When times get tough

Salutations my wonderful readers. Today I want talk about something important in my life that we really haven’t talked about yet, and that I think many of you would benefit from. That topic is mental health. Right now, and for the past five months, we all have been battling how to handle this pandemic. This is a weird time that we didn’t expect and none of us have been through before. A worldwide pandemic that has completely upended our lives. I want to start this off by saying, it’s ok to not be ok.

We are all going through a tragedy at the moment.  Some of us have lost our loved ones, some of us have lost our jobs, and all of us have lost our way of life. It’s ok to mourn this. It’s ok to continue to mourn this as our governors continue to change restrictions, and as people continue to get sick and die. It’s ok to not be ok.

The first part of the pandemic I was doing pretty well. I was completely confident in my ability to get through this. It also helped that my husband went on unemployment for the first two months. Even though I lost the ability to work and didn’t apply for unemployment (I was a part time substitute making less than $1000 a month and working the farm) the extra $600 made up for his lost wages from unemployment and my jobs with a little left over. With the free time we were able to get some of the housework and farm work that has been on our list of things to do when we had the time. C was also able to get his bees up from 2 to 7 hives (we now have at least 10). The kids had a set schedule for school, and the six year old was the only one that gave us real trouble.

I would honestly say that we were happy. We were still stressed but we weren’t concerned about our bills, I wasn’t concerned that my medically fragile household members would get sick, and C is really in his element when he is at home working on the farm. I, however, am not. I need human interaction, I need work and deadlines, and most of all I need intellectual conversations with people I don’t live with. It had been months since I had even seen my friends and I was starting to feel overwhelmed.

Then disaster struck, and C’s job reopened. He works in a non essential factory and neither of us were ready for them to reopen so soon. On the surface they seemed to be following the rules of reopening, but inside was a different story. People refusing to wear masks, line workers doubling up on jobs, breaks being taken all at once when it was convenient for the company. Neither of us wanted him to go back but there was nothing we could do. He is medically fragile so we tried to get him on the cares act but were told that he probably wouldn’t know for weeks if it was approved and if it wasn’t he would lose this job, the job we rely on 100%. As of today the numbers of confirmed cases in the plant continues to increase.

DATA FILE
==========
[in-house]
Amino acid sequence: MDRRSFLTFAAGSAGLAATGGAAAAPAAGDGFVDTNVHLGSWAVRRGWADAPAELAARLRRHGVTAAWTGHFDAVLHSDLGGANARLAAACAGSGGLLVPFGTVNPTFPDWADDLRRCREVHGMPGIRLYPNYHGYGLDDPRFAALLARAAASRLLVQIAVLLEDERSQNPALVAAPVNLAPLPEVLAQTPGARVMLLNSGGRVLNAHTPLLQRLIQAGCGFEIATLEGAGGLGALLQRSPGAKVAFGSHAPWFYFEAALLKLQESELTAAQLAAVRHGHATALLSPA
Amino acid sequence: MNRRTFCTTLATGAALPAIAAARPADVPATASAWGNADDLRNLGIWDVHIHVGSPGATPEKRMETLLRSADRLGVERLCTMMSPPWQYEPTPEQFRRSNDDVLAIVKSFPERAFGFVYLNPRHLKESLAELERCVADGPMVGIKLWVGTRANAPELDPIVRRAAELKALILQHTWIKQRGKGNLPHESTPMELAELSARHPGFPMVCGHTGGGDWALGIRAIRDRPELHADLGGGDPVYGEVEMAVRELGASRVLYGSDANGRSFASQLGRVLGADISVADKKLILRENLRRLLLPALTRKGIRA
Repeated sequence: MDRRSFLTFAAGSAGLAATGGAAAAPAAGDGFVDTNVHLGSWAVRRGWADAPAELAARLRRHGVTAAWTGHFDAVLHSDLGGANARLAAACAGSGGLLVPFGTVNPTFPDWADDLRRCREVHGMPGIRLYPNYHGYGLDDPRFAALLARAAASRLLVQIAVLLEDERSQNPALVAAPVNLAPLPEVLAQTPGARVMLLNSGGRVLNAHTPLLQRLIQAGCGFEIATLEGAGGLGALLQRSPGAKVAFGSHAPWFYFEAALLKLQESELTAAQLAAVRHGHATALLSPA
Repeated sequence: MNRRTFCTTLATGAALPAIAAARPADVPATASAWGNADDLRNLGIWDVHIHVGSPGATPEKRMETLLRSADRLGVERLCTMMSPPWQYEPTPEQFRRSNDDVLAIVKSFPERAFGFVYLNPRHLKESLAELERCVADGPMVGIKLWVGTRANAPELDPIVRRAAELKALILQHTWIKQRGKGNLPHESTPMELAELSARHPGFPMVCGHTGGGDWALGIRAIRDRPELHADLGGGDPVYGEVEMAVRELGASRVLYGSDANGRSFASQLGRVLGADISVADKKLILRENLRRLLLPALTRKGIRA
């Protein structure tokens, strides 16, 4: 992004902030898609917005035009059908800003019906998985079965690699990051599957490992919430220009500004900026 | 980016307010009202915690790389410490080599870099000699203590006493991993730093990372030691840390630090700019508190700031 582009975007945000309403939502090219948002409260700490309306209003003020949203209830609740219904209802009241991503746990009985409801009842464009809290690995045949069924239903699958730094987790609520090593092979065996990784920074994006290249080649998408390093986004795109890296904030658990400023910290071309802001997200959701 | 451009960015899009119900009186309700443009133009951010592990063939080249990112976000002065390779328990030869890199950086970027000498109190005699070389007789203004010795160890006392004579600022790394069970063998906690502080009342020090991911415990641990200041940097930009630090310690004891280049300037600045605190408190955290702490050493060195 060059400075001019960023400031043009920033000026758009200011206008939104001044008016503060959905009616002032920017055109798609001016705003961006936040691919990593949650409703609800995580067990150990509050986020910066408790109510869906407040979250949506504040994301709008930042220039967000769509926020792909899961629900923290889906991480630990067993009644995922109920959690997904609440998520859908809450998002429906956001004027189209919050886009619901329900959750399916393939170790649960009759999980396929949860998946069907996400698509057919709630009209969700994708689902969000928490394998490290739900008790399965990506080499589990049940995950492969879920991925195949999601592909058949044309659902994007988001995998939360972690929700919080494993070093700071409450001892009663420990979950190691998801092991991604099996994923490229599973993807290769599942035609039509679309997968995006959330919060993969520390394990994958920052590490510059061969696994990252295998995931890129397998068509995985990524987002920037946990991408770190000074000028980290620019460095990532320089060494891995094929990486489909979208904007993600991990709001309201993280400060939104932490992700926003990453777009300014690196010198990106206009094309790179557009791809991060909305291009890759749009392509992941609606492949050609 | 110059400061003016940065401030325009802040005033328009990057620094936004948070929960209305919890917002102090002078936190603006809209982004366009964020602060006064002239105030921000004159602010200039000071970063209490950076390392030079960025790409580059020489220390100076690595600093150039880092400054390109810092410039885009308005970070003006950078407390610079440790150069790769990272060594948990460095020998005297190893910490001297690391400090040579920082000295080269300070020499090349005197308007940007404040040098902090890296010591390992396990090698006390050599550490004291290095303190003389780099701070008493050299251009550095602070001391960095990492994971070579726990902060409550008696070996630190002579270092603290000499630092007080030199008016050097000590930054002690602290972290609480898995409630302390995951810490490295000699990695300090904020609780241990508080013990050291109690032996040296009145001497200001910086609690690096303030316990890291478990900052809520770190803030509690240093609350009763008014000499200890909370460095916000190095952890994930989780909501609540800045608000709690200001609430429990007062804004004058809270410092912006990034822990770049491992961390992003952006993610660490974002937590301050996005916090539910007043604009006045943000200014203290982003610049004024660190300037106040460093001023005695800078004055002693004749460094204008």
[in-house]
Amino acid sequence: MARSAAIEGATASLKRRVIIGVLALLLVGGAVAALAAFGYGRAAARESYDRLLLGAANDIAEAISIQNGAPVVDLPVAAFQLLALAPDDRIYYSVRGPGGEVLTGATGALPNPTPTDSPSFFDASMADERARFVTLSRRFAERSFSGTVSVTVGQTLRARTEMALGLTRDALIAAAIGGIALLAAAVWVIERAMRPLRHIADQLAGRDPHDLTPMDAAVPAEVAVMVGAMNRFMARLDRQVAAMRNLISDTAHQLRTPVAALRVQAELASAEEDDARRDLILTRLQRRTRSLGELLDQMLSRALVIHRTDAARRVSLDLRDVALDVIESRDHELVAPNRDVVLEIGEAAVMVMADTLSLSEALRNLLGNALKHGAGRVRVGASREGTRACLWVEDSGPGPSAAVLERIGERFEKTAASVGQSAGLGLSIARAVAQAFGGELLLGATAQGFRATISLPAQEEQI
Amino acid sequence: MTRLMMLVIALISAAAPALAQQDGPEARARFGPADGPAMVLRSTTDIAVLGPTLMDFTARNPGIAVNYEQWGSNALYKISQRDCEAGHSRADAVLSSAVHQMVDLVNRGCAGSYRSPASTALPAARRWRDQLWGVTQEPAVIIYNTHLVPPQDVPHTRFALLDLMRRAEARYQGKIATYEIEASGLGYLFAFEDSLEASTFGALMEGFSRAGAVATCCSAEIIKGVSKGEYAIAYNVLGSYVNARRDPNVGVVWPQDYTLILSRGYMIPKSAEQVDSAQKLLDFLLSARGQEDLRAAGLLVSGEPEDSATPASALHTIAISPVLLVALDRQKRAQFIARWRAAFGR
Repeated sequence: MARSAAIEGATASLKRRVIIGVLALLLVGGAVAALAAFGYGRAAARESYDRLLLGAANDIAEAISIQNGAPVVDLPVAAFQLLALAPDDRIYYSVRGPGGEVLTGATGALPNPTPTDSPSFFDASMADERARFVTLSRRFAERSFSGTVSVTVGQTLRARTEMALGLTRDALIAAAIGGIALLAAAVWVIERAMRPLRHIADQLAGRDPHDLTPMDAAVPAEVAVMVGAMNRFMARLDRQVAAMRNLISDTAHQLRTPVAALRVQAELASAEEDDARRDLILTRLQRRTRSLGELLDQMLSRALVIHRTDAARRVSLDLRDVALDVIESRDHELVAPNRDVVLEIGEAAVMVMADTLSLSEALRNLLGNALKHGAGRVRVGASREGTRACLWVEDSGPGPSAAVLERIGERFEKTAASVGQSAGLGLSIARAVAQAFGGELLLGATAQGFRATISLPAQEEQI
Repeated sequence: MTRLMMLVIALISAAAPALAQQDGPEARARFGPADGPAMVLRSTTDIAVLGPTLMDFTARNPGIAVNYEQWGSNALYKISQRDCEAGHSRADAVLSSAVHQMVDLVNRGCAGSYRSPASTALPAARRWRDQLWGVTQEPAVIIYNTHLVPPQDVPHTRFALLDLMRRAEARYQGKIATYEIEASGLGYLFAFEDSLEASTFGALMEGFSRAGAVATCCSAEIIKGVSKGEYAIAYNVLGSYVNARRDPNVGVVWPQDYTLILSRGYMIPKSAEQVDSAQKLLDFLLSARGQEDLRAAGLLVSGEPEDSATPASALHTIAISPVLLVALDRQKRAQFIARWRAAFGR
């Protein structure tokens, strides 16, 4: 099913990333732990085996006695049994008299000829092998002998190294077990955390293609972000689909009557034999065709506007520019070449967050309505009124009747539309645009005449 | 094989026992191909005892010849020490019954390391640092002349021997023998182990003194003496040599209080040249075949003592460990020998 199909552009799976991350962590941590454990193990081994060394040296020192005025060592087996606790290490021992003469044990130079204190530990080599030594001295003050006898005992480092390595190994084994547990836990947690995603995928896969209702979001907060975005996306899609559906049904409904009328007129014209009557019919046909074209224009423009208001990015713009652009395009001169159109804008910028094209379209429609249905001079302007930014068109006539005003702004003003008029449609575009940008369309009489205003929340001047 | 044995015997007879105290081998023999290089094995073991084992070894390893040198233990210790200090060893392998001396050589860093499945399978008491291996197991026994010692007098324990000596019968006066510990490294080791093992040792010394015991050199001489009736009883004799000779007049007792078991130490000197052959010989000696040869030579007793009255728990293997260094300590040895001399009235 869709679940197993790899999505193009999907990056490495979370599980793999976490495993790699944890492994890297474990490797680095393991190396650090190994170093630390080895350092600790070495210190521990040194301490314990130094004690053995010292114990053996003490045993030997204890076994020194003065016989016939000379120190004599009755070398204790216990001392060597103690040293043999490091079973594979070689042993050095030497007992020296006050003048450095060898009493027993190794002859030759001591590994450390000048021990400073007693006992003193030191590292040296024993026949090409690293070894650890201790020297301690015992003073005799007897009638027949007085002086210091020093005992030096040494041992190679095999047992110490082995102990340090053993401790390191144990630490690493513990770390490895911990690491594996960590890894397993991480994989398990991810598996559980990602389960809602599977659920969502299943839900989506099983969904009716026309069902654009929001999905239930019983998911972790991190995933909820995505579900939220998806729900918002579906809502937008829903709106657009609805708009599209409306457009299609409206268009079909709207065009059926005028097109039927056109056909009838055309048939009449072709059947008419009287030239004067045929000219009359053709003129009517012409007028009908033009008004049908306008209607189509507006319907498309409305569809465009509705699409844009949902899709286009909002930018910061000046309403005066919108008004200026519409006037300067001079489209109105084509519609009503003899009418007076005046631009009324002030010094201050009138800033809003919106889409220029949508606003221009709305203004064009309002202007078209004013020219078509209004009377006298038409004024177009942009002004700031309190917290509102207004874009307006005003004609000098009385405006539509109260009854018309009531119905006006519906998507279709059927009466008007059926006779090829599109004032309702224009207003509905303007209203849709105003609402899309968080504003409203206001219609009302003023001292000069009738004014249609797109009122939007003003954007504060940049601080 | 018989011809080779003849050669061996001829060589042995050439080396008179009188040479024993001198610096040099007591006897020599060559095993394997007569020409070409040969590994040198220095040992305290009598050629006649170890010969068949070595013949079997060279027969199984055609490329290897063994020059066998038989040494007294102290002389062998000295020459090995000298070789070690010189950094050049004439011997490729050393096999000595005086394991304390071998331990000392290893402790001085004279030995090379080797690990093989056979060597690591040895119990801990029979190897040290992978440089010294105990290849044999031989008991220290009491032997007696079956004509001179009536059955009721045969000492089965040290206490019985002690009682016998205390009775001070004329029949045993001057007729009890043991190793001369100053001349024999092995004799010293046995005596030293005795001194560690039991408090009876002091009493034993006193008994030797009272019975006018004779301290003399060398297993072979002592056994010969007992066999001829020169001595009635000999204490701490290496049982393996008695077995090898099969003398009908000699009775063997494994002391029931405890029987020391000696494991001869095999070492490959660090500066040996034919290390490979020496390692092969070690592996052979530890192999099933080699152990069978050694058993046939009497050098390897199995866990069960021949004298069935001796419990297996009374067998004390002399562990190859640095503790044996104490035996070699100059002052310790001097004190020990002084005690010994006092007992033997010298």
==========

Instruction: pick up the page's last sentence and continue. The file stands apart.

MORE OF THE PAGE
We stopped being ok. I started hunting for jobs but any professional organization in or around my field is currently on a hiring freeze. My only option was to work retail, which would never pay enough to justify C coming home. I would spend hours a day searching for available jobs in the area and sending out applications. I never heard back from any of them.

To ease my stress of not having human interaction I registered for a summer course at the university. It was exactly what I needed to get through my rough patch. The readings and papers kept my mind occupied during the week and the online “in person” classes eased my desire for intellectual conversations. It was an intense six weeks, but incredibly enjoyable. I learned how to be a better leader and how to effectively engage with the community on future projects. I also learned a lot about myself and what I wanted for my future. My final paper was difficult to write as I knew that the intellectual therapy I had needed would be coming to a close.

I also need to figure out, and soon, what will happen with my kids once school reopens. If I didn’t have a medically fragile child I would send them all back with masks, but I do. The easy answer seems to be to keep them all home, however, it’s not that simple. My son is 10 and has cerebral palsy. Being out of school so long has made his ability to walk decline. He needs to be back at school and be challenged. How do I do this knowing that if he gets sick it could kill him, but not sending him could drastically reduce his future ability to walk? This dilemma has left me paralyzed from chosing an answer.

Along with everything else three weeks ago my car was hit while in a parking lot. No note was left and it left me with a disfigured bumper and damaged transmission. I have been without a car for three weeks as they try and figure out the damage.

This is where we are currently. C is still trekking of to work at 4:30 am and not returning until nearly 5:30 pm. I am home with the kids all day without a car, trying hard to keep up some sort of a schedule so they don’t completely lose their minds, and my one source of sanity is now over. I am not ok,  and it’s ok that I am not ok. I am finding stability in having the Farmers Market every Saturday, and I’ve been reading, a lot. I know deep down that we will get through this. I know that something will become normal, it may not be the normal we knew before, but it will be something, something better than this.

I know that many of you are going through something similar. It’s hard when your life looks nothing like what it should and you have no control. Please know that you aren’t alone. We can do this, so lets do this together, because I need you. You bring value to my life.

Now I leave you with pictures of things on the farm that make me happy

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